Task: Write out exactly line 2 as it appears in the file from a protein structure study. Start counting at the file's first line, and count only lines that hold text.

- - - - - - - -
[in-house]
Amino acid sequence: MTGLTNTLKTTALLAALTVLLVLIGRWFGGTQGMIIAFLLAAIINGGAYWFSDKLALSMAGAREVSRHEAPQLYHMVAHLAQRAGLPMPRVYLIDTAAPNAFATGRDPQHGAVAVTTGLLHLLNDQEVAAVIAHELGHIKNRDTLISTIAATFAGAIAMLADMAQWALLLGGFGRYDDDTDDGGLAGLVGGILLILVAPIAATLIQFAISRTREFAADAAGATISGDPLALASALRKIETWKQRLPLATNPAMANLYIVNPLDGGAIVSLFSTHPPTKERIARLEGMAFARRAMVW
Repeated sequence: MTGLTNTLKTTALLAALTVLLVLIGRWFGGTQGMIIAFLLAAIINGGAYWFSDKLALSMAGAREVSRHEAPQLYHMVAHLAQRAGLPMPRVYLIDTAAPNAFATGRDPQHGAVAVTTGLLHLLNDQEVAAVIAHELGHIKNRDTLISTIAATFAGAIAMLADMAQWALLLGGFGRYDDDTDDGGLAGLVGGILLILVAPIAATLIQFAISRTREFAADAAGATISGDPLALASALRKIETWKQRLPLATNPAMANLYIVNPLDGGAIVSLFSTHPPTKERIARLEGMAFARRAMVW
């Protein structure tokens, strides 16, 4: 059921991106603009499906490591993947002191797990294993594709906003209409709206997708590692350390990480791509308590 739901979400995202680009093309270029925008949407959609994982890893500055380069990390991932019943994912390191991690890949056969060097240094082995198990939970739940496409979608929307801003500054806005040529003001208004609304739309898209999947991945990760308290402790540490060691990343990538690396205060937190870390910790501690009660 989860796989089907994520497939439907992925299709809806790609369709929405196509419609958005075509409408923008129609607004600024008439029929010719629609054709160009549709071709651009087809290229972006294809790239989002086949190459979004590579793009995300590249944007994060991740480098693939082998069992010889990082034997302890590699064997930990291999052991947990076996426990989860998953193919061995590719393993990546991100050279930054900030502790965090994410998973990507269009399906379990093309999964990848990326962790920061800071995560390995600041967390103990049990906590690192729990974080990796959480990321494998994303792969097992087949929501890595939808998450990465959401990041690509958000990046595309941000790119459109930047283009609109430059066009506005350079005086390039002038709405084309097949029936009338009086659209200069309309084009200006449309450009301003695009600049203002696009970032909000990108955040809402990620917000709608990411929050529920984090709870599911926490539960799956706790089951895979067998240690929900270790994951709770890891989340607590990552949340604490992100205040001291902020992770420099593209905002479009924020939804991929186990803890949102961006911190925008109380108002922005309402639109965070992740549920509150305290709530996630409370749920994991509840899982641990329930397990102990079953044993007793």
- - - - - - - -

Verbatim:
Amino acid sequence: MTGLTNTLKTTALLAALTVLLVLIGRWFGGTQGMIIAFLLAAIINGGAYWFSDKLALSMAGAREVSRHEAPQLYHMVAHLAQRAGLPMPRVYLIDTAAPNAFATGRDPQHGAVAVTTGLLHLLNDQEVAAVIAHELGHIKNRDTLISTIAATFAGAIAMLADMAQWALLLGGFGRYDDDTDDGGLAGLVGGILLILVAPIAATLIQFAISRTREFAADAAGATISGDPLALASALRKIETWKQRLPLATNPAMANLYIVNPLDGGAIVSLFSTHPPTKERIARLEGMAFARRAMVW